Two County Down mothers are threatening to keep their four-year-old daughters out of school until a row over primary places is resolved.
Emma Frost and Senga Coulter had been hoping their little girls Lily and Hannah would be accepted at Dromore Central Primary School.
But the mums were told that neither Dromore — nor the school of second choice, Donaghcloney — could offer their children primary one places. Instead, the girls were accepted at Waringstown Primary, which is seven or eight miles from their homes.
In protest at the decision, Mrs Frost kept her daughter Lily off school on Tuesday, the day she was supposed to start. She is due back at Waringstown next Monday, but Mrs Frost said she is considering keeping her at home.
Hannah Coulter, meanwhile, is due to start Waringstown tomorrow, but her parents are also considering keeping her out of school.
Mrs Frost said: “We wanted Lily to go to Dromore Central Primary and then we put down Donaghcloney as our second choice, but we were turned down for both schools and accepted by Waringstown instead.
“I work in Carryduff, which would mean me having to go completely out of my way in the morning to drop Lily off and then again, later in the day, to pick her up.”
Mrs Coulter said her daughter Hannah had also been turned down on the grounds that both Dromore and Donaghcloney were over-subscribed. Hannah is due in tomorrow, but I’m going to leave it to the last minute to make a decision,” she said.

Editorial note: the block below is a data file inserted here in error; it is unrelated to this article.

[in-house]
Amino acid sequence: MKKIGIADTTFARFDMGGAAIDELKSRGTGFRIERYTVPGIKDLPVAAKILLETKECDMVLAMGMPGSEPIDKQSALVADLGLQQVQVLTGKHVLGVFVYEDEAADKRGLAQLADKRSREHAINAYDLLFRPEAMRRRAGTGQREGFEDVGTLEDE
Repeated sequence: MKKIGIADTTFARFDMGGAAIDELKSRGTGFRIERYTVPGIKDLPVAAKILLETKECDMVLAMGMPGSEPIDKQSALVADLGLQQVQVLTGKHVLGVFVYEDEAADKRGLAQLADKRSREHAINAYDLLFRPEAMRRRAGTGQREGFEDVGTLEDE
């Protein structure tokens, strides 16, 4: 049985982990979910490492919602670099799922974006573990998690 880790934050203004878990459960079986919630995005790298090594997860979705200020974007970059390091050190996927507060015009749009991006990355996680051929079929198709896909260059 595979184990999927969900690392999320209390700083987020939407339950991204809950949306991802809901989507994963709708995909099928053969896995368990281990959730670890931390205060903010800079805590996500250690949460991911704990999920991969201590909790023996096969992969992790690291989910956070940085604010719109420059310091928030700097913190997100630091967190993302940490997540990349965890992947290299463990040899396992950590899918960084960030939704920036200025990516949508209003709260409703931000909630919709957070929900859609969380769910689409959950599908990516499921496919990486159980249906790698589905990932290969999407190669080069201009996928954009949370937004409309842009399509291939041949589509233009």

And she said that both she and Mrs Frost were annoyed because they had been told Dromore Primary School had the physical capacity to take the children, after two other children had turned down places.
She said: “It’s not like we are asking the Department of Education to make room for our daughters, the space is already there.”
Local MLA and UUP Education spokesman Basil McCrea said it was a case of “bureaucracy gone mad”.
A spokesman from the Department of Education said: “Under both the existing and new admissions arrangements, no child can be guaranteed a place at any particular school, and the application of schools’ admissions criteria (whether academic or non-academic) inevitably results in some families not being able to send their children to their school of choice.”